Everyone who calls himself a WWII-afficionado has had enough opportunities to prove themselves these few last years. In a lot of genres, games concerning WWII have been released. There are two genres, though, that rose head and shoulders above the rest. If you like to shoot, then you should have a look at Medal of Honor: Allied Assault, Battlefield 1942 and Return to Castle Wolfenstein. The other genre is the RTS. We were spoilt with Sudden Strike (and its sequel) and many look-alikes. If you think the time of WWII-RTS has ended by now, you are mistaken, because Nival Interactive is releasing a game that resembles a lot to SS2.
Let’s start with giving some information on the game. Blitzkrieg isn’t a traditional RTS where you have to collect raw materials. At the beginning of each mission you receive (as in SS2), a number of troops (which may be reinforced during the game). You can drop some infantry soldiers from transport aircrafts during the game. You position your artillery, turn out your tanks, send out infantry units to clear enemy trenches and bomb a city with one (or more) bombers. All this with some simple mouse movements.
The main advantage of all this, is the fact that you can concentrate on the combat, while the state is paying for the war. The biggest disadvantage, however, occurs when your tanks are destroyed. The tanks are, in my opinion, the strongest units in the game, and without them, you can’t do anything. By pressing a button, you can call for air support. Then you’ll have to choose the type of aircraft you want. The aircraft will fly over and go right for its target. It is recommended to look for any enemy AA guns in the neighbourhood of your aircraft’s route beforehand. If you don’t do this, your aircraft will be shot down in no time. During the rest of the game, you can use the handy interface. The hotkeys are set very logically and after some practice, you’ll manage to control a whole army.
You can choose between an Allied, a German or a Russian storyline. The three storylines also represent the three different campaigns. If you choose the Allies, you have Sherman tanks and big B-17 bombers. On the German side, you get the renowned and strongest tanks of the battlefield, namely the Tiger tanks and the Panzer IVs. Also the motorbike and the machinegun are present. If you prefer Russia, your army consists of typical Russian warvehicles and an IL-2 fighter in the air. All sides are well-balanced as they have the same sort of material at their disposal, only the concept differs.
Have you got the point yet? Blitzkrieg wants historic correctness and achieves it wonderfully well. Every bit of army is shown very realistically (especially the German tanks) and the armoured vehicles have specific armour values for four parts: front, rear, sides and upper part. Besides that, every tank or artillery has a damage rating and an armour-piercing value. This makes the weapons even more realistic, because only when your armour-piercing value is higher than the armour of the enemy vehicle, you will damage that vehicle (with the amount of your damage rating).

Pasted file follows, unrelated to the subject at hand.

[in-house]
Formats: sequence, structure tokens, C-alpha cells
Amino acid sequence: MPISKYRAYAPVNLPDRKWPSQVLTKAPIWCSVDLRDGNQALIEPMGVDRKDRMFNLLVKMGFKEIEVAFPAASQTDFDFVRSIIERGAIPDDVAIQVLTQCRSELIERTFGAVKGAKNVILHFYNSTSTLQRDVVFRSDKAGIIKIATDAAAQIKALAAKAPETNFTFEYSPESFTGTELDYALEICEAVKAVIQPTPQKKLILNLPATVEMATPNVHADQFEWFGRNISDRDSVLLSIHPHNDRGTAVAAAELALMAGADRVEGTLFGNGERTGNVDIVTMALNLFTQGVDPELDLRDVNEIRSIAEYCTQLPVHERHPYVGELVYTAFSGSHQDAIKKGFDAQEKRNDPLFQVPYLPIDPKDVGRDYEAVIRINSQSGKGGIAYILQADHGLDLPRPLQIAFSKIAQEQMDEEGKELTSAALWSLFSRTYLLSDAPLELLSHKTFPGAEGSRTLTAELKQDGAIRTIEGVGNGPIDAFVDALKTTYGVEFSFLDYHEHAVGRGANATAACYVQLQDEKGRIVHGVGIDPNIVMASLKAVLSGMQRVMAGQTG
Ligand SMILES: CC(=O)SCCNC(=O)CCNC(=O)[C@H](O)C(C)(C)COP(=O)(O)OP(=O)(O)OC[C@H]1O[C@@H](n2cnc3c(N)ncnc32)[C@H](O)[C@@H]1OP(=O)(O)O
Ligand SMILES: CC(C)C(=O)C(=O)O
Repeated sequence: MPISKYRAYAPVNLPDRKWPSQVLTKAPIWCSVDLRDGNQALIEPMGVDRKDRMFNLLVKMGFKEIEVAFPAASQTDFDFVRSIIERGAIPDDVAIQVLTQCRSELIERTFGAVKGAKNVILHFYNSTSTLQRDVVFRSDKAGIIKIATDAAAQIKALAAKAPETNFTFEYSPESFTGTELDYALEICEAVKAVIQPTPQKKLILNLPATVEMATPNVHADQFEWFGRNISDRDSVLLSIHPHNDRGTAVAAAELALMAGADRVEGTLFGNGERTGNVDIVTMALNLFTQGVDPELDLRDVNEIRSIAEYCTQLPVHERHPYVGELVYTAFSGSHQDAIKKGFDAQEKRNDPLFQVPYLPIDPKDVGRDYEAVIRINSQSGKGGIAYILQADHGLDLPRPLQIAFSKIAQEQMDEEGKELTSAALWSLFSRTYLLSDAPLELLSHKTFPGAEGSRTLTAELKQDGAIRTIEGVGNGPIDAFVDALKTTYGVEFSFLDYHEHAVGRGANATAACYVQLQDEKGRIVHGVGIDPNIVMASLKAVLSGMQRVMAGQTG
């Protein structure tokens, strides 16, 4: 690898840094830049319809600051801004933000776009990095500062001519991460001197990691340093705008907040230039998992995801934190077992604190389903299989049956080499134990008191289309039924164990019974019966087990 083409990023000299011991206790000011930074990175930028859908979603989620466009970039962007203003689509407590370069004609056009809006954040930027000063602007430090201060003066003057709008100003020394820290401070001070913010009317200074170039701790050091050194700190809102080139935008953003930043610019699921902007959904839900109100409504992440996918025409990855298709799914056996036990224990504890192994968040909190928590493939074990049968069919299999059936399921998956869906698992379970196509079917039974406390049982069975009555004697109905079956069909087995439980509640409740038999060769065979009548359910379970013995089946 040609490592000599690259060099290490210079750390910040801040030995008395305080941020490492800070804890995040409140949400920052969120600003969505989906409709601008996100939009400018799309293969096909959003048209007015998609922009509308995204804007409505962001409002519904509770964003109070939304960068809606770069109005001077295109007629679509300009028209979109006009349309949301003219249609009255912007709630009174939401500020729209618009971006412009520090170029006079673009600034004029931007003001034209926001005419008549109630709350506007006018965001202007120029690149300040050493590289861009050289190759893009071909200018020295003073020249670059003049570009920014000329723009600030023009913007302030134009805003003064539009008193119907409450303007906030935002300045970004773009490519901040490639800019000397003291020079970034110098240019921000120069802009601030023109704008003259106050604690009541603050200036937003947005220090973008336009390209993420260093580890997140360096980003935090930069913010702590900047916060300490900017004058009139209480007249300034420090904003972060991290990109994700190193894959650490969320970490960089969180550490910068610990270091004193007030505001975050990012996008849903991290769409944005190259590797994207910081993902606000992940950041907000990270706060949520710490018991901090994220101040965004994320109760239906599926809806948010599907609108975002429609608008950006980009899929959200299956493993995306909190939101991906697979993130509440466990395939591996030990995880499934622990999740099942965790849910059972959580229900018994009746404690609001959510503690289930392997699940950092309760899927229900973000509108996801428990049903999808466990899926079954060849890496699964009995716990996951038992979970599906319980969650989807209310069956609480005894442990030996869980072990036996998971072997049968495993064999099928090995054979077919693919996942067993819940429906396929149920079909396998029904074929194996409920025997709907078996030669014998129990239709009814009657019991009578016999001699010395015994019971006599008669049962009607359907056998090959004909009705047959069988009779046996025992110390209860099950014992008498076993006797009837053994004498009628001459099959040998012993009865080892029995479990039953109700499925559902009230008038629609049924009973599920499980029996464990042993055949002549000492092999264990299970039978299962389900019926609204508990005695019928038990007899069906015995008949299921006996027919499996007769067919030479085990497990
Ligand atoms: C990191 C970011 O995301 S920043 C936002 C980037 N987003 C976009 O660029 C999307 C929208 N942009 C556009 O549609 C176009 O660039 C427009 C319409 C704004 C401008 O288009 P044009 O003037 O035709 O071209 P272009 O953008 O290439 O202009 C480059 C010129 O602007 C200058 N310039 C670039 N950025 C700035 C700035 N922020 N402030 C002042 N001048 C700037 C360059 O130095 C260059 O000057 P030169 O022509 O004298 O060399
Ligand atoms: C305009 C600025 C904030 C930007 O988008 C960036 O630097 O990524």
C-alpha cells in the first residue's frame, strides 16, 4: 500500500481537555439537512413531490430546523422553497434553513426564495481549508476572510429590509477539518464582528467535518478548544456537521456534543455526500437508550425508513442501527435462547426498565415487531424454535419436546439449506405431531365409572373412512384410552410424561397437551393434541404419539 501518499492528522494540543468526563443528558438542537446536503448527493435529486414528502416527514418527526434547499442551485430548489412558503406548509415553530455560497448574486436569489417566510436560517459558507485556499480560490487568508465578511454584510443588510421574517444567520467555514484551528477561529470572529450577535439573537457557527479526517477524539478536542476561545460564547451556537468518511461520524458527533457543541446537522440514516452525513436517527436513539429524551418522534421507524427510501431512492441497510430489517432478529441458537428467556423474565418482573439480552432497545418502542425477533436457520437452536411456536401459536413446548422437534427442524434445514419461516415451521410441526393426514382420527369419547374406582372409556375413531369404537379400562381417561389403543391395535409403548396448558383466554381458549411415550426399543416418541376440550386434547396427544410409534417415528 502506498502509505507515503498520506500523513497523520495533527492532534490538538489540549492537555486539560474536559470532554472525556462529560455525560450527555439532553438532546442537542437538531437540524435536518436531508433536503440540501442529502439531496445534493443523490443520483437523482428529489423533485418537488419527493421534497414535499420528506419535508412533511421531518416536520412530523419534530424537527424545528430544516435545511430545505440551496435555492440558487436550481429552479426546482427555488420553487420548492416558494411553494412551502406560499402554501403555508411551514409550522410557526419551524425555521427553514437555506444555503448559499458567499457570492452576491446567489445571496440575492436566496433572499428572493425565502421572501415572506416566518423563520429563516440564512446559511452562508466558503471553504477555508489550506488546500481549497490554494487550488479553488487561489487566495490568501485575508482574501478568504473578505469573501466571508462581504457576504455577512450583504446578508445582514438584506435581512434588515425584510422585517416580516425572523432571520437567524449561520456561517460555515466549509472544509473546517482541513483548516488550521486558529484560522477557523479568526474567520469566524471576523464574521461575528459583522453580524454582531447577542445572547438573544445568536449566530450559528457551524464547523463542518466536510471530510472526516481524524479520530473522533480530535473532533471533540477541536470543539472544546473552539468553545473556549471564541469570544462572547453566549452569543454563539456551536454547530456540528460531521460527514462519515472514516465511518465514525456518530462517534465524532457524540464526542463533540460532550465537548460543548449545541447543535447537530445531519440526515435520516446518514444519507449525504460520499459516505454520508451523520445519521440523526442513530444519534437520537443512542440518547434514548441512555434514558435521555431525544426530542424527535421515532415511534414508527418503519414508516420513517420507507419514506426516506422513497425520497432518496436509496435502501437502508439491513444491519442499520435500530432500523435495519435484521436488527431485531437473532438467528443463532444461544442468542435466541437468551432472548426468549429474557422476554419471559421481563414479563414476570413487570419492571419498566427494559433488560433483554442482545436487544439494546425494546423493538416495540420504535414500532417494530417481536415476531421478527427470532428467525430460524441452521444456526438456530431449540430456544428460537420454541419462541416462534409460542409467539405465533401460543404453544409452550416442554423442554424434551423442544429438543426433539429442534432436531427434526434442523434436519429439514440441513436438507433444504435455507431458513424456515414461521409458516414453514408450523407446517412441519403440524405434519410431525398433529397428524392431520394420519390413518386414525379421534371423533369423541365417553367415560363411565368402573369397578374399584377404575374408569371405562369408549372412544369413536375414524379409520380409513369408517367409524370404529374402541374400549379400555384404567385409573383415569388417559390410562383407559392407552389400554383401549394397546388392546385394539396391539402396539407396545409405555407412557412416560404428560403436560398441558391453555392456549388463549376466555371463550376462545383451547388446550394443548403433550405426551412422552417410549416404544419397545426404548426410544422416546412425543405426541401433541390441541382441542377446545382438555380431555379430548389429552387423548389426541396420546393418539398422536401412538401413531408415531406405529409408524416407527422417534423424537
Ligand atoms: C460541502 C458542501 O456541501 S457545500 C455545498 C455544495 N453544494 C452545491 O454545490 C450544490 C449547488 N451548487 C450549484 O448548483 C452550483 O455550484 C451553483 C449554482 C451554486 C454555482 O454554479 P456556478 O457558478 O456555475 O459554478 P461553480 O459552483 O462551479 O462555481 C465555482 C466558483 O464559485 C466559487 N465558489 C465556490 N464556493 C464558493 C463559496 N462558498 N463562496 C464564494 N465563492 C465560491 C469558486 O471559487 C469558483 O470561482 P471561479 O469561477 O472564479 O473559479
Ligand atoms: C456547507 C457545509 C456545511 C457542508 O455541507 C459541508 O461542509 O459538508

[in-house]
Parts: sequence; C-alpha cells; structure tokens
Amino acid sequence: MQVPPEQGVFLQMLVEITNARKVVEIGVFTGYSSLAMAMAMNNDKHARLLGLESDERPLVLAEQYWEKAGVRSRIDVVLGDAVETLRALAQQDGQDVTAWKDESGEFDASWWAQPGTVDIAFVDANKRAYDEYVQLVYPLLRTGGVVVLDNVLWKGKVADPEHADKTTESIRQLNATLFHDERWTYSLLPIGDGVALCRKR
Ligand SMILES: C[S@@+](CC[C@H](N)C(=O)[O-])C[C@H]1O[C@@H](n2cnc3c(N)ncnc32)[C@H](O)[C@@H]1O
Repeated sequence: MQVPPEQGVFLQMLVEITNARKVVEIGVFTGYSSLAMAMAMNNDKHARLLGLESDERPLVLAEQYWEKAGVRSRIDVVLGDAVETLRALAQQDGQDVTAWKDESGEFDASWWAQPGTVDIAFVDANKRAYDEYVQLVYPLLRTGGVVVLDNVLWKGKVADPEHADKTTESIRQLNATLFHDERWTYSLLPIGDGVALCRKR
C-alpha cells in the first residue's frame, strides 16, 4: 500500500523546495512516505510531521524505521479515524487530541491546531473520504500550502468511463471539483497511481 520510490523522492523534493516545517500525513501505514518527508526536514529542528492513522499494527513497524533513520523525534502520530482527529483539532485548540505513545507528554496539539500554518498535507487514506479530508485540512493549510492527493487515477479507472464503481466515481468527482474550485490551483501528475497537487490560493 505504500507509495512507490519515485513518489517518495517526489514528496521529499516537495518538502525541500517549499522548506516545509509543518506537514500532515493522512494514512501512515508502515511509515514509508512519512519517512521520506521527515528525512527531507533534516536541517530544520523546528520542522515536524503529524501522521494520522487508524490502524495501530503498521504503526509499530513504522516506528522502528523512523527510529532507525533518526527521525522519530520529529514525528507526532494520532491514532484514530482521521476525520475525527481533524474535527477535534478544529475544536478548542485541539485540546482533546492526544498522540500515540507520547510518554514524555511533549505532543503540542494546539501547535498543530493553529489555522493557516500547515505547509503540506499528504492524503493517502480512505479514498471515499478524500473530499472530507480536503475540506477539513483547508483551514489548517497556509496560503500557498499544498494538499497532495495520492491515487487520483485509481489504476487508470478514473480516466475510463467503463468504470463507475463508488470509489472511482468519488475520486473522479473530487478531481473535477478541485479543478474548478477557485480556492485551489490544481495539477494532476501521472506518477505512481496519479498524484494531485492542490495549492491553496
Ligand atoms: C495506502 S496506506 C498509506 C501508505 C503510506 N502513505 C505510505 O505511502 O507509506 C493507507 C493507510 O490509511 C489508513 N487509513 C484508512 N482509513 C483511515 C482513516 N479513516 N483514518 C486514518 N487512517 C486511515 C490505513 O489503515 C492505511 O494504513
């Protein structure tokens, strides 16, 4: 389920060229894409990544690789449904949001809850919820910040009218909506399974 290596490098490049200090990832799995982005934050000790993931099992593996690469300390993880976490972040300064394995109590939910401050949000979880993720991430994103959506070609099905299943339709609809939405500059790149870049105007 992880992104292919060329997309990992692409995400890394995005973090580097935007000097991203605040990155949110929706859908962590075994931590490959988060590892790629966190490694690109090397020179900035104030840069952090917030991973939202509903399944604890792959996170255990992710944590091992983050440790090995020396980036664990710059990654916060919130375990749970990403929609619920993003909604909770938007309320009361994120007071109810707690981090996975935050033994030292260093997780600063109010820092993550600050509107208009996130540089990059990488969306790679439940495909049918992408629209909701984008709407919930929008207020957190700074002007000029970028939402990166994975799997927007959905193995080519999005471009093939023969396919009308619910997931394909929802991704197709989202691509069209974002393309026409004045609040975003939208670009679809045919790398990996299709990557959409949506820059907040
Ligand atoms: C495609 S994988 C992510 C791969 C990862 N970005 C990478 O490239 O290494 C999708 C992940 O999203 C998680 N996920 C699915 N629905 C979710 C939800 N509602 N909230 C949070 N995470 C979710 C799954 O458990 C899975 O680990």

One of the main differences with SS2 is the fact that the creators of Blitzkrieg added some RPG elements. You have, for instance, a fixed team of units that gains experience in three levels, also called ranks. This is comparable to the promotion system of C&C Generals, but only in limited units. This group consists of some artillery units and some tanks. After a couple of missions, you can start upgrading your units, because their are bonuses attached to specific missions. Thus, you will be able to upgrade one tank from a Panzer III to a Panzer IV after completing a mission that is qualified as “hard”. You also have an upgrade-centre, where you can provide all your core-units an upgrade, if they’ve deserved it, of course.
You’ll also have to repair and supply your units, using engineer units and supply-trucks. If, for instance, the crew of an artillerygun has died, you’ll have to bring new troops to the gun with supply-trucks to make it operational again. All the units use ammunition, so you’ll
Blitzkrieg has a multiplayer option in which you can kill your little brother in a LAN or your best friend through ip-adress or gamespy. There is a wide range of maps such as Tobruk and Operation Market Garden, that guarantee to keep you chained on your computer for a while. You can also make your own maps, scenarios and even a whole campaign with the well-made editor.
What about the graphics? Blitzkrieg uses 2D maps with 3D units. This allows to render the maps as well as the units very detailed. The terrain is completely transformable and the houses can be destroyed. The units are rendered very realistically. The disadvantage of a 2D map is the fact that you can’t zoom in…
About the sound, I can be brief. Very realistic sound effects and some nice tunes contribute to the atmosphere.
Blitzkrieg is a fun RTS with some innovations with respect to Sudden Strike 2, but it doesn’t grip very long. The campaigns will keep you chained on your screen for a long time, but the missions become representative after a while. Nice graphics and sound plunge you in a WWII atmosphere. Blitzkrieg sticks out a bit above most of the RTS games, but it isn’t good enough to be called a hit.